When is facial diplegia regarded as a variant of Guillain‐Barré syndrome?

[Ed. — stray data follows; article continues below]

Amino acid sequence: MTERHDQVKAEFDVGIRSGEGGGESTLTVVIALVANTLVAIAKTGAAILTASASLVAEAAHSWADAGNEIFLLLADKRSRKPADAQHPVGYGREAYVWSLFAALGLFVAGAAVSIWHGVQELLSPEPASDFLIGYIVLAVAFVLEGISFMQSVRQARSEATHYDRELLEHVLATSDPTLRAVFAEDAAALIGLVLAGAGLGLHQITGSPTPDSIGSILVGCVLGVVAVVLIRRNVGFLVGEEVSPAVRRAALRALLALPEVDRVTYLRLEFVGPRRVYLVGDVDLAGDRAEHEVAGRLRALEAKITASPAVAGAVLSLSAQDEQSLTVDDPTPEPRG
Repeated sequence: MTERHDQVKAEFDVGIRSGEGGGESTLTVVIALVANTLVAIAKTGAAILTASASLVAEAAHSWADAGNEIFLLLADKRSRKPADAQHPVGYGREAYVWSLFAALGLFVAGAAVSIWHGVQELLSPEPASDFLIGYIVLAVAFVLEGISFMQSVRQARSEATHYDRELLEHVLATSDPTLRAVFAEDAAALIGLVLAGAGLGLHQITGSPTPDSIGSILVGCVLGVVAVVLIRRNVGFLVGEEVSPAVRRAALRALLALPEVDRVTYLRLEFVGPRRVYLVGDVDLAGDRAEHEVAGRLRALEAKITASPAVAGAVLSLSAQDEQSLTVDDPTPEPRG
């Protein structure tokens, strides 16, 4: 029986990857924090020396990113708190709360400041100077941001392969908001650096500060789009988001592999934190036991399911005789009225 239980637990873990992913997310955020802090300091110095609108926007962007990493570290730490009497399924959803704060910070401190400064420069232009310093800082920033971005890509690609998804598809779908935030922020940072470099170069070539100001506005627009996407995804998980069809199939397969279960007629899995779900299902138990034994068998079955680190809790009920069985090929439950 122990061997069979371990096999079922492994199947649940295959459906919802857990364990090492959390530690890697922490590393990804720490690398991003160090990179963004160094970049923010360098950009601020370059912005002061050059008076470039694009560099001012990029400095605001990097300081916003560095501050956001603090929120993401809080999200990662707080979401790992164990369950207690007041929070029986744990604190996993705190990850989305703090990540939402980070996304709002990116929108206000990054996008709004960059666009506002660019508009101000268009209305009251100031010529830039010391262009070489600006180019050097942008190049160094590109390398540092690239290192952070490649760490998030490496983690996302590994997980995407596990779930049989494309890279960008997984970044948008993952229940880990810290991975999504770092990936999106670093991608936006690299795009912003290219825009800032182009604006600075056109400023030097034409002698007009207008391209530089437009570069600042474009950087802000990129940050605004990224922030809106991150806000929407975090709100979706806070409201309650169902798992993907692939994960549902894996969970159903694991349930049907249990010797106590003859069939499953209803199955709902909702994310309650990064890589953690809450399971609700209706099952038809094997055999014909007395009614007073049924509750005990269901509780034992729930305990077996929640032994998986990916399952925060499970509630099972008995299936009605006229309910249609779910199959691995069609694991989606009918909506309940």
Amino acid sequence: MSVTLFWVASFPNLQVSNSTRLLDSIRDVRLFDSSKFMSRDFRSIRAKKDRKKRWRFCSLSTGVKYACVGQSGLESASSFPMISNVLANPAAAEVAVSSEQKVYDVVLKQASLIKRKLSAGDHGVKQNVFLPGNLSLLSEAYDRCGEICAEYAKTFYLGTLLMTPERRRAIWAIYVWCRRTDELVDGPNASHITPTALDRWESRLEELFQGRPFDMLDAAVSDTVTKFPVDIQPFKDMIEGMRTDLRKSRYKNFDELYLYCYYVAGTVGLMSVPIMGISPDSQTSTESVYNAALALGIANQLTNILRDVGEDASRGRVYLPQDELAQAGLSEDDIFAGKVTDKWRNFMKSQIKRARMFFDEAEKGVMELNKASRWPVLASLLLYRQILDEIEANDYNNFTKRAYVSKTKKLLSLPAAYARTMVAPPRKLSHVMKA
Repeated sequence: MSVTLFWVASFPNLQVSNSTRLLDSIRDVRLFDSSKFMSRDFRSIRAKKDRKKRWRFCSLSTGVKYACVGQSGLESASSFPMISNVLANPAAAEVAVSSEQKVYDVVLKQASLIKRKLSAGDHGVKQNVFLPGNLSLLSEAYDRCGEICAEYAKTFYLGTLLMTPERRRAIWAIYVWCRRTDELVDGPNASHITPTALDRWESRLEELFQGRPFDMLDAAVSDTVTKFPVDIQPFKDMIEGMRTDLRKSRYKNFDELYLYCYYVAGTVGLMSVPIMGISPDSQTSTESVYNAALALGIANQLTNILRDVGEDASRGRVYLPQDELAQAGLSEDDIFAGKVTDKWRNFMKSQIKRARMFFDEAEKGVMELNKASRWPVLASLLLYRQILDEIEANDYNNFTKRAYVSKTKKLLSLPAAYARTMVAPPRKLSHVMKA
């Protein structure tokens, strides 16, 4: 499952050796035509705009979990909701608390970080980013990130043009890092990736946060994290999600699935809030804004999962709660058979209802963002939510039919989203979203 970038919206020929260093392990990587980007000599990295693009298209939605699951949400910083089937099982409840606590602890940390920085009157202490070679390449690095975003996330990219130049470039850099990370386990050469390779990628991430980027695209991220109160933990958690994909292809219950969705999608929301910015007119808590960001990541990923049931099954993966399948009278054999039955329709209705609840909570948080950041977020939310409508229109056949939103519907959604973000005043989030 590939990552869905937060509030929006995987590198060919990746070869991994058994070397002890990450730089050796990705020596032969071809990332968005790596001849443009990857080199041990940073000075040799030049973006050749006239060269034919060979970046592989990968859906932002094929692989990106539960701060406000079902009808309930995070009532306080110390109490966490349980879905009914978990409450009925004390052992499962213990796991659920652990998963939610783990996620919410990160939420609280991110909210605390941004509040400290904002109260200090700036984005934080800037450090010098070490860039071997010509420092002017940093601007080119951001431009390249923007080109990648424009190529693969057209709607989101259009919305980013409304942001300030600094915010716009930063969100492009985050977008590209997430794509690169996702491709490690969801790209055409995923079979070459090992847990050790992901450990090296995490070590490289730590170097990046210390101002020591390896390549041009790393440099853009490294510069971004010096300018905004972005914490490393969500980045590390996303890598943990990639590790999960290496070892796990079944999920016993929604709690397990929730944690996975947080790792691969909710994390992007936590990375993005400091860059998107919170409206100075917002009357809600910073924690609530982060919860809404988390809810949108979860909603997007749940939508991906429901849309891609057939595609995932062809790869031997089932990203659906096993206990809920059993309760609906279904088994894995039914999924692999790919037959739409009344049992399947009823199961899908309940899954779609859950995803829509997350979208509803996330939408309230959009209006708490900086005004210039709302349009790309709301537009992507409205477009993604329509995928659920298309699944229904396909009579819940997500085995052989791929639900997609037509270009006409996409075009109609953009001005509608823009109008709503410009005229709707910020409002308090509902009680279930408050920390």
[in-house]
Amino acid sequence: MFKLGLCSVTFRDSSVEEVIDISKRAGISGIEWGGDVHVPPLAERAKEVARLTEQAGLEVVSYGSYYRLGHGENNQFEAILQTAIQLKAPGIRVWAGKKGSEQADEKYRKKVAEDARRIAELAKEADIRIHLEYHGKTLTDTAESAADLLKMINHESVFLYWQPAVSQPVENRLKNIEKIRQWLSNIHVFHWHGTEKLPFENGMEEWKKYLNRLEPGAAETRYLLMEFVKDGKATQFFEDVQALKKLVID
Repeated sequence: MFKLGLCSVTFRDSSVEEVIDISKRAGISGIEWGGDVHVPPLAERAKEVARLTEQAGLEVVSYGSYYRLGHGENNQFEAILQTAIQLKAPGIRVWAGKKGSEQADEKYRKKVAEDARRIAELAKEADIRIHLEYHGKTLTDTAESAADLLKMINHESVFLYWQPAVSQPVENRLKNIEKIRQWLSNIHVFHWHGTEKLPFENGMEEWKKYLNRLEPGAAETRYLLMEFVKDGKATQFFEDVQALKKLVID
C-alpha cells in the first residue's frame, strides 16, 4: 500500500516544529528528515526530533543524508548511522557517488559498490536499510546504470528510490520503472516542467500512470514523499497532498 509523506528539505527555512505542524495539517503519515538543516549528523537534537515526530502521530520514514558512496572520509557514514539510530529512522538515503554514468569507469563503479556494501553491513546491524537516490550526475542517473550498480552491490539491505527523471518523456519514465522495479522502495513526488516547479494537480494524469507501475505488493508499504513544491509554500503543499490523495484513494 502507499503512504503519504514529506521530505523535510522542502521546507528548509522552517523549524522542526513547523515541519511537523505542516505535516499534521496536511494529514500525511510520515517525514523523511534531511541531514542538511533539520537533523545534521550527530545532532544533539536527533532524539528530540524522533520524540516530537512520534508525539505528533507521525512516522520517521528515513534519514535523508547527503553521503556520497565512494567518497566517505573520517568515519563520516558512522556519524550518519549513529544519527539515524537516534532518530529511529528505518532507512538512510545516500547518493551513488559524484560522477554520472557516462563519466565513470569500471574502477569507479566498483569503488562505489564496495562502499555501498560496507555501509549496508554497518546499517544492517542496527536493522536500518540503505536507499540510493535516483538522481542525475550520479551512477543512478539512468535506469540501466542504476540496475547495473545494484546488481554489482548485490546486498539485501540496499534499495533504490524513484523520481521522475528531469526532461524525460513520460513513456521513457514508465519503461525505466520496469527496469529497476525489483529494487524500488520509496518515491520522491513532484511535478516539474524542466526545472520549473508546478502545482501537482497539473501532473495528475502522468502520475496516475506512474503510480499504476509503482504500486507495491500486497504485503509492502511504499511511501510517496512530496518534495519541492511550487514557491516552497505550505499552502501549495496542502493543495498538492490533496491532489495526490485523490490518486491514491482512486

A variant of Guillain‐Barré syndrome (GBS) with predominant manifestation of facial diplegia (FD) has been described recently. This study aimed to characterize and determine the incidence of this FD‐predominant GBS variant. The clinical and serological information of 900 consecutive patients were reviewed. In total, eight patients were identified between January 2007 and December 2010 as having FD accompanied by some features of GBS. These features were subjective sensory symptoms such as distal paresthesia (7/8, 88%), albumin‐cytological (A/C) dissociation (7/8, 88%), antecedent infection (6/8, 75%), and minor nerve conduction study (NCS) abnormalities (5/7, 71%). One patient presented with the typical NCS feature of demyelinating neuropathy. Only two patients exhibited areflexia (2/8, 25%). None of the patients possessed any anti‐ganglioside antibodies; however, the serum of two patients was positive for anti‐mycoplasma antibody (2/6, 33%). FD variant of GBS occurred in less than 1% of our dataset. FD can be a regional variant of GBS when it is accompanied by supporting features, such as subjective tingling, A/C dissociation, and minor NCS abnormalities.
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